policy in August 2013, “prohibiting its agents from detaining and/or deporting illegal immigrant parents, legal guardians, and ‘primary caretakers’ of minor children.” This completes the de facto amnesty loop. Parents or other relatives illegally present in the U.S. can hire the cartels’ human smugglers to bring a child to the U.S. and through that child’s quasi-legal presence in the U.S., the parent or relative also become immune from detention and deportation.

Reassuring statements by Administration officials that “the border is secure” and “deportations are higher than ever,” have lulled Americans into thinking that we’re being protected from the terrorists and criminals trying to gain access to fortress America. After all, the Secure Fence Act of 2006 mandates that the Department of Homeland Security maintain operational control of the border and prevent unlawful entry into the U.S. 

As to border security: In 2011, however, the Government Accountability Office (GAO)
, reported that “only 6.5 percent of the Southwest border is under full control.”

Other entries in Sen. Sessions’ “Timetable” reveal that – 

In March 2010, Secretary Napolitano announced that funding for the “Virtual Fence” along the Southwest border would be redeployed and work on the fence halted. 

In a May 2011 speech in El Paso, President Obama  stated that his administration has “strengthened border security beyond what many believed was possible” and that the border fence “is now basically complete.” I guess you could call it “complete” as no further work was to be done on it, but in fact,  “only 33.7 miles of the 700 miles of fence mandated by the Secure Fence Act of 2006 had been completed.” 

In July 2012, the Administration closed nine border patrol stations, including six in Texas. 


Agents complain that their workforce has been slashed and hours cut, ostensibly due to the sequester.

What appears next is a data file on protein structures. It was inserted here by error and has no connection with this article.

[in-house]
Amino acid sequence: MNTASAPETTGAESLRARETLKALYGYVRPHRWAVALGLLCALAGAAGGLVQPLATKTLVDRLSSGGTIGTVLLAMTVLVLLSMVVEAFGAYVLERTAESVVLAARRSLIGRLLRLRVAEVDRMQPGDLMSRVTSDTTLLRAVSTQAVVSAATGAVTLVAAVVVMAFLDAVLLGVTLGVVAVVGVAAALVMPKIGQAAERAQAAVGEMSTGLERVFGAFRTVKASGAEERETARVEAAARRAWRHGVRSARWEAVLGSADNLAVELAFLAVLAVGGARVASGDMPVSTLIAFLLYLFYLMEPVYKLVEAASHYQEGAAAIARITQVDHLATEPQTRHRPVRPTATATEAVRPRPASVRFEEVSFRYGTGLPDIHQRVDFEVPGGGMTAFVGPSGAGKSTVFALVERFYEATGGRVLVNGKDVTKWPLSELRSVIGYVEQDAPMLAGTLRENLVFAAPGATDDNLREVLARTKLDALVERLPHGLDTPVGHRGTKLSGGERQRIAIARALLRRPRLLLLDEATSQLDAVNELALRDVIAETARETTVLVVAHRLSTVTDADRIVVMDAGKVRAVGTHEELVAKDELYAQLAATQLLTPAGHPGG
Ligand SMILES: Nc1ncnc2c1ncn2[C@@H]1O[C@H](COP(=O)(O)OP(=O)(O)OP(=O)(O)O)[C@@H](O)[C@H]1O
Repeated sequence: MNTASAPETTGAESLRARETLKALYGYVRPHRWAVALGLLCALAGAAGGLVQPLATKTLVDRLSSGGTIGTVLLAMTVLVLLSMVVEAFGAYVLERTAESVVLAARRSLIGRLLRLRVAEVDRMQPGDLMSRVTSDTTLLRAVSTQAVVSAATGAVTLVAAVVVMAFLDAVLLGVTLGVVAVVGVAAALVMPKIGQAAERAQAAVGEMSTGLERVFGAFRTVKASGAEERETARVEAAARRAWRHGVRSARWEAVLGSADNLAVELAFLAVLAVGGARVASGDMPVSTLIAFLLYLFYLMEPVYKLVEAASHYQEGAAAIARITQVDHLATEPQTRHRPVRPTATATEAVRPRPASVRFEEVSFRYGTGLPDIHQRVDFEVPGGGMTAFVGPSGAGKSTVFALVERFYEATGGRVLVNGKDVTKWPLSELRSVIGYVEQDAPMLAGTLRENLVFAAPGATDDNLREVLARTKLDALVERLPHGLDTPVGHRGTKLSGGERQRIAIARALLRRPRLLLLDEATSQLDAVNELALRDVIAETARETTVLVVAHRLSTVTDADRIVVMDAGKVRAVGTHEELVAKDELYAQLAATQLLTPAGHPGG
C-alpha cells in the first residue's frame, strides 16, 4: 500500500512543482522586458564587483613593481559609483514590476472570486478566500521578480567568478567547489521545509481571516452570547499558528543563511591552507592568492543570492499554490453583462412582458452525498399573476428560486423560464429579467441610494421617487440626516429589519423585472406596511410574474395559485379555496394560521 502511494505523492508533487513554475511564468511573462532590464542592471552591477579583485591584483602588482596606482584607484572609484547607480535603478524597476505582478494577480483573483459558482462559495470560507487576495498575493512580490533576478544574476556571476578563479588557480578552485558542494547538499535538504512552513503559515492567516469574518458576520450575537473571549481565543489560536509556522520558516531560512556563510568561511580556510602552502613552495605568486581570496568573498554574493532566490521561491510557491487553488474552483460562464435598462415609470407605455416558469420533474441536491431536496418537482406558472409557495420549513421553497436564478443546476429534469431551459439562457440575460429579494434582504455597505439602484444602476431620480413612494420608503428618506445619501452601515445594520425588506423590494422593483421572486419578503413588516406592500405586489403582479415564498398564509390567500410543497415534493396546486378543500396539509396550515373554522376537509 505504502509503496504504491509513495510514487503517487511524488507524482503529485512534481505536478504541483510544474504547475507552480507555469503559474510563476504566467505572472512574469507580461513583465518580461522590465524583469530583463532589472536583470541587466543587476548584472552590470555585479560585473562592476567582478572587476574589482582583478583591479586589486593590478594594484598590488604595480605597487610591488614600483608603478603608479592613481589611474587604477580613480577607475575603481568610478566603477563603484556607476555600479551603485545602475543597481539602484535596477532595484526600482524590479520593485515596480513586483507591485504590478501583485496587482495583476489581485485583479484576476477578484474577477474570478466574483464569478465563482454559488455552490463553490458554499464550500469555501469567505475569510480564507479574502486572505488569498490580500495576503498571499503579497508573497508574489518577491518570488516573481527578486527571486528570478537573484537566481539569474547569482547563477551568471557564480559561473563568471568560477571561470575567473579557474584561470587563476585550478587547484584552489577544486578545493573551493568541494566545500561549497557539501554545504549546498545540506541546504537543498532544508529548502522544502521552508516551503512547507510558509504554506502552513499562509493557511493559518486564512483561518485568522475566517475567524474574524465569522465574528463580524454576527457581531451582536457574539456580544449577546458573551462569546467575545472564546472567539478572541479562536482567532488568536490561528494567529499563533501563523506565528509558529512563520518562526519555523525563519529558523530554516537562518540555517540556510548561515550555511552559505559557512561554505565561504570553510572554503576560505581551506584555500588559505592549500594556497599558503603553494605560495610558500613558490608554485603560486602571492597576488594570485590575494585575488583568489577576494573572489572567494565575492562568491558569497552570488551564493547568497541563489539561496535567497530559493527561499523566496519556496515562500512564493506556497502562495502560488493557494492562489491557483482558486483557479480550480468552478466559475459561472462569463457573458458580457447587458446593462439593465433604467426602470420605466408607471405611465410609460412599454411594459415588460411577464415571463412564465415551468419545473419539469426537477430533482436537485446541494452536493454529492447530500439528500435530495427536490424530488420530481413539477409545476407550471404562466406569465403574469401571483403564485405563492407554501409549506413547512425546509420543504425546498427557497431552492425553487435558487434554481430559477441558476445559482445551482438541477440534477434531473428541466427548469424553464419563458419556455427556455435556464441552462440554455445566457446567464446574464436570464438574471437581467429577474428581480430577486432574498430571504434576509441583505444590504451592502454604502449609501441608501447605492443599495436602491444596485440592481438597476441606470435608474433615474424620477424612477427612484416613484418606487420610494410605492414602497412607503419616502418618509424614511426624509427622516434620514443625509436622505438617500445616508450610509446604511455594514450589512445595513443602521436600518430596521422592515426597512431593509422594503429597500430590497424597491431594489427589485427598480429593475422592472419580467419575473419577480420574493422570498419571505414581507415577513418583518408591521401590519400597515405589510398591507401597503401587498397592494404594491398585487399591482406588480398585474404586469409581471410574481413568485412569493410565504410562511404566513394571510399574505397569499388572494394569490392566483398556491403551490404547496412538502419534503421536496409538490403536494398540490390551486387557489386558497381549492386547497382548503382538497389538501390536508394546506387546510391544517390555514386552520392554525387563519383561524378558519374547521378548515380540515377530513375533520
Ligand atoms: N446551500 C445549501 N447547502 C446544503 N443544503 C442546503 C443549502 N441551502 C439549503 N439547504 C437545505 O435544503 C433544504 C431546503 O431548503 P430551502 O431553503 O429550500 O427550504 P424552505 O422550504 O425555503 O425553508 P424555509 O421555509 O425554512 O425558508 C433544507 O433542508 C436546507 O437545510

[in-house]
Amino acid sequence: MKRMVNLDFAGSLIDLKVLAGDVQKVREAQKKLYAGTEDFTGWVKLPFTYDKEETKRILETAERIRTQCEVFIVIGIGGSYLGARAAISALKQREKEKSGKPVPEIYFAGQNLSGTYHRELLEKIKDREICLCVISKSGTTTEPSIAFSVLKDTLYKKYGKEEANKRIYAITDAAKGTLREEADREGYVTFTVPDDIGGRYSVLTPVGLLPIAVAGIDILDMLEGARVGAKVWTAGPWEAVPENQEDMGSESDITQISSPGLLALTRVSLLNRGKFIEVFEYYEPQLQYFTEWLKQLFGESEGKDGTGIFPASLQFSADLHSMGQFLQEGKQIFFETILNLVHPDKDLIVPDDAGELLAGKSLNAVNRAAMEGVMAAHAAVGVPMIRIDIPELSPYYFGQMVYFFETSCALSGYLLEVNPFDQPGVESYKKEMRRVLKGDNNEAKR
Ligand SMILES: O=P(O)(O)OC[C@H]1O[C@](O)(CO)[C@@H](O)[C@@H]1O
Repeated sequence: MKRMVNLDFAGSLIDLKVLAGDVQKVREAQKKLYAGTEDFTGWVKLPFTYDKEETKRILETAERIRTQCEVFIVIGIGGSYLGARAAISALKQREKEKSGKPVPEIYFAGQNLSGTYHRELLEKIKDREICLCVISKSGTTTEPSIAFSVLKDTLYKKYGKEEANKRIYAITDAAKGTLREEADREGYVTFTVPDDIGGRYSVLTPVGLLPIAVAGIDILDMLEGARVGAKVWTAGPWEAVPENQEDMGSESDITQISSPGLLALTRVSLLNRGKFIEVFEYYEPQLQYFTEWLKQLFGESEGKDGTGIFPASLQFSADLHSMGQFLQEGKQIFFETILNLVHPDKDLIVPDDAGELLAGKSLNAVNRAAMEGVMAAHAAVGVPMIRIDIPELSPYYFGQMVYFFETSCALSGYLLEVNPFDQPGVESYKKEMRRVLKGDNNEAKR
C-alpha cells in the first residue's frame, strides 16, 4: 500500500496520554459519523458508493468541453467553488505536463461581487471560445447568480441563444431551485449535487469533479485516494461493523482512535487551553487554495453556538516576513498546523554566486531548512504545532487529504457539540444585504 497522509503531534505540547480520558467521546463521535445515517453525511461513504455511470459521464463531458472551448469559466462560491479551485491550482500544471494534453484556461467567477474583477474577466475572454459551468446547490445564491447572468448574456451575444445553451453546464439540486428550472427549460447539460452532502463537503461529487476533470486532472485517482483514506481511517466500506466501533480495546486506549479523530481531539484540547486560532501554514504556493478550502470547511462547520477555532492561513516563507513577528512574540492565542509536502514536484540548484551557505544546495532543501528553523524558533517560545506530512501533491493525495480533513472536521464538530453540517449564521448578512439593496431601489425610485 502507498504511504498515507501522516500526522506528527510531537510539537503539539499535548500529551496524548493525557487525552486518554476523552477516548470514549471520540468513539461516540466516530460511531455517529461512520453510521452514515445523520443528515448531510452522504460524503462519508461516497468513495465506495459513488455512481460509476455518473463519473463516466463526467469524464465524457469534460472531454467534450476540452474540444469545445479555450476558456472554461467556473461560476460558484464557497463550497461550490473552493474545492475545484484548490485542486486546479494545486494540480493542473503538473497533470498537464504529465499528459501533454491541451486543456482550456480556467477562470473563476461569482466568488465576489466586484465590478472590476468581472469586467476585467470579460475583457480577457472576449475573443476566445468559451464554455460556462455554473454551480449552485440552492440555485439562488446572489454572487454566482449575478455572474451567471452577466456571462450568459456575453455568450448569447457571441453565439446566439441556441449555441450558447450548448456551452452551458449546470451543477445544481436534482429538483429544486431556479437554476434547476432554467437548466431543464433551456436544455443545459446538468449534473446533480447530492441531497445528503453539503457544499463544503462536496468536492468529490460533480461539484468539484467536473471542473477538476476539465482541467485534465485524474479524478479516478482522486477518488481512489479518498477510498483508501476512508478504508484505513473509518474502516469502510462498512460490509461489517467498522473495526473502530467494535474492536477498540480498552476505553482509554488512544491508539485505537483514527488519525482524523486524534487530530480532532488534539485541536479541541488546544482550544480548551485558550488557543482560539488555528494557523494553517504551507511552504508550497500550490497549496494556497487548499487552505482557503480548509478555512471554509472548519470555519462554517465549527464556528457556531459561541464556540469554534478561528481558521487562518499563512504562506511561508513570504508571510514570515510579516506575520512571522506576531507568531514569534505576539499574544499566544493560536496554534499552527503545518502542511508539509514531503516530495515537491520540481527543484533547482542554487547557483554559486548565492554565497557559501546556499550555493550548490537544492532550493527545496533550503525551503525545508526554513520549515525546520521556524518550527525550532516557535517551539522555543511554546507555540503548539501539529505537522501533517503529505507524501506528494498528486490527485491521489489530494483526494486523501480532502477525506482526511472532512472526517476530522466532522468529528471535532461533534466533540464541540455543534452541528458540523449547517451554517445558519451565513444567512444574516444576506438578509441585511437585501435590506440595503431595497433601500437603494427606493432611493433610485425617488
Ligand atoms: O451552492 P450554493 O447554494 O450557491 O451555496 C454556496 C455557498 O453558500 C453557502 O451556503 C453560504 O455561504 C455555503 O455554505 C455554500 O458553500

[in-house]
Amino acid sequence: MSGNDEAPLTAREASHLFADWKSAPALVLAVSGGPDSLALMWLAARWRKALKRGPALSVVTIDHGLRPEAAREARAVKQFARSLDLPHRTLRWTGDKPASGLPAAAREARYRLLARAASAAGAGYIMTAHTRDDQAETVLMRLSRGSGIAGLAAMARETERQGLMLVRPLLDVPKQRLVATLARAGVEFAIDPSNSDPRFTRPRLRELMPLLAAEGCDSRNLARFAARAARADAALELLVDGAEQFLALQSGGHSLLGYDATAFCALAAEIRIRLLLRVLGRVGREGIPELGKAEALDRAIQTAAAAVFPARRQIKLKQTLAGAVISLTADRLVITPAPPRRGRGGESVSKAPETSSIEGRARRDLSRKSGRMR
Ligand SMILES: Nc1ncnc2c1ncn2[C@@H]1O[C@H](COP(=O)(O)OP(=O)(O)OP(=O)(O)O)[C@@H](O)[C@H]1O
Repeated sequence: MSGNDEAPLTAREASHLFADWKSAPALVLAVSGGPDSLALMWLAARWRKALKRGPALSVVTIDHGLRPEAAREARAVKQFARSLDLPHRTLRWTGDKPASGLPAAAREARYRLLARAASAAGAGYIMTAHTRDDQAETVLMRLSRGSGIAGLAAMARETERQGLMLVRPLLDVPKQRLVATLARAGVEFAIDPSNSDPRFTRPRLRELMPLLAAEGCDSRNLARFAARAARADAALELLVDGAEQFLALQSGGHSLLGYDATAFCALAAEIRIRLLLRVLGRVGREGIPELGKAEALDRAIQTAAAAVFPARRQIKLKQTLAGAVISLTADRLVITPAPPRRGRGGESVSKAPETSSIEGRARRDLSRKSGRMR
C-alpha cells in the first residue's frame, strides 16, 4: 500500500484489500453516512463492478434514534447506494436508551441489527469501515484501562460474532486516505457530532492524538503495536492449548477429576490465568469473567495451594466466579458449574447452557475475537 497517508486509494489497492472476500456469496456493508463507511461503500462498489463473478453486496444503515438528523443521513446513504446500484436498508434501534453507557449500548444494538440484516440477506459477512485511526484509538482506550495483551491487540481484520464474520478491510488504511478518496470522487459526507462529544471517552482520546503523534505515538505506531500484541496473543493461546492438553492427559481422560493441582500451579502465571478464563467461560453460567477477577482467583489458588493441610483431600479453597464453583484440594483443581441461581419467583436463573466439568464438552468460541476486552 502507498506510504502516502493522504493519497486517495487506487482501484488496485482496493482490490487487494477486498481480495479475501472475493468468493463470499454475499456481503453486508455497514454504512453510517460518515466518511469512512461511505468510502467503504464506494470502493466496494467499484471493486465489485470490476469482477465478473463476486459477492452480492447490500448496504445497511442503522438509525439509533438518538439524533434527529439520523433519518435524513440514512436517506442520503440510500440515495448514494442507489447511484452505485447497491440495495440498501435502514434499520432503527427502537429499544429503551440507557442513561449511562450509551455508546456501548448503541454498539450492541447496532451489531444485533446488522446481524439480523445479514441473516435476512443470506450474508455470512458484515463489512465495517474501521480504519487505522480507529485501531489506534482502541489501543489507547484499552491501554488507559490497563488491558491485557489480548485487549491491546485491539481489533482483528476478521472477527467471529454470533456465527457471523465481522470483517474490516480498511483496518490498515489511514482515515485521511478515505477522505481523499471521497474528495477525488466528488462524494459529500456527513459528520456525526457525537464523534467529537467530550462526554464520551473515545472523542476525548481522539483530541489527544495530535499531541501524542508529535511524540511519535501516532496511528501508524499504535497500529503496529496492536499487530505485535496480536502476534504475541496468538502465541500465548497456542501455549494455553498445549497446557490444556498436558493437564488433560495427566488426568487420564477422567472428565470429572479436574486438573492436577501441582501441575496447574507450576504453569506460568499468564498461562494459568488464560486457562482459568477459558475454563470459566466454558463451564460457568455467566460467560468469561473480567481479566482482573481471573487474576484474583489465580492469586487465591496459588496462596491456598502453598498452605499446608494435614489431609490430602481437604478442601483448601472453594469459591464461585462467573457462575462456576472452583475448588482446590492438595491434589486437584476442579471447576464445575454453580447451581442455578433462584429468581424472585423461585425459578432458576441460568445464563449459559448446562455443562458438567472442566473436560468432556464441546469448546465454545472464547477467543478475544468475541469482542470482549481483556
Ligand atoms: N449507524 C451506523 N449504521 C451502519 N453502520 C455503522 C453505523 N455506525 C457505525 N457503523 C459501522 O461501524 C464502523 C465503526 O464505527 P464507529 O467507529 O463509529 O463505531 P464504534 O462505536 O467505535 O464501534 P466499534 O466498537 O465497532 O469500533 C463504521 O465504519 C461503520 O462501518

The New York Times reported in March 2013, that administration officials “admitted that ‘they had resisted producing a single measure to assess the border because the president did not want any hurdles placed on the pathway to eventual citizenship for immigrants in the country illegally.”

As to deportations: In December 2010, the Washington Post 
reported that an announcement by Secretary Napolitano and ICE Director Morton in October, to the effect that “ICE had removed more illegal aliens than in any other period in the history of our nation” was false.  Internal ICE memos in fact showed that ICE deportation statistics had been padded “by including 19,422 removals” from the previous fiscal year and adding 6,500 more Mexican removals under an extended deadline.

The “Timetable” also reports that in a “roundtable” meeting with immigration advocates in September 2011, the President conceded that deportation statistics had been misleading: “The statistics are actually a little bit deceptive because what we’ve been doing is … apprehending folks [i.e., Mexicans] at the borders and sending them back. That is counted as a deportation, even though they may have only been held for a day or 48 hours.”

Let the children come to be reunited with their parents, if that is what Americans favor. But, for heaven’s sake, entrust them to regularly scheduled airline flights so they’re lives aren’t put in jeopardy and so we’re not furthering the cartel’s criminal activities. Then let’s shut down the border so we’re not letting terrorists and cartel thugs in as the price of little children getting to their moms and dads.  

​Susan E. Wills,JD, LLM left the practice of law to join the USCCB Secretariat of Pro-Life Activities, where she served for 20 years as Asst. Director for Education and Outreach until her retirement in 2013. She now serves as Aleteia’s English edition Spirituality Editor. 

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Human TraffickingParenting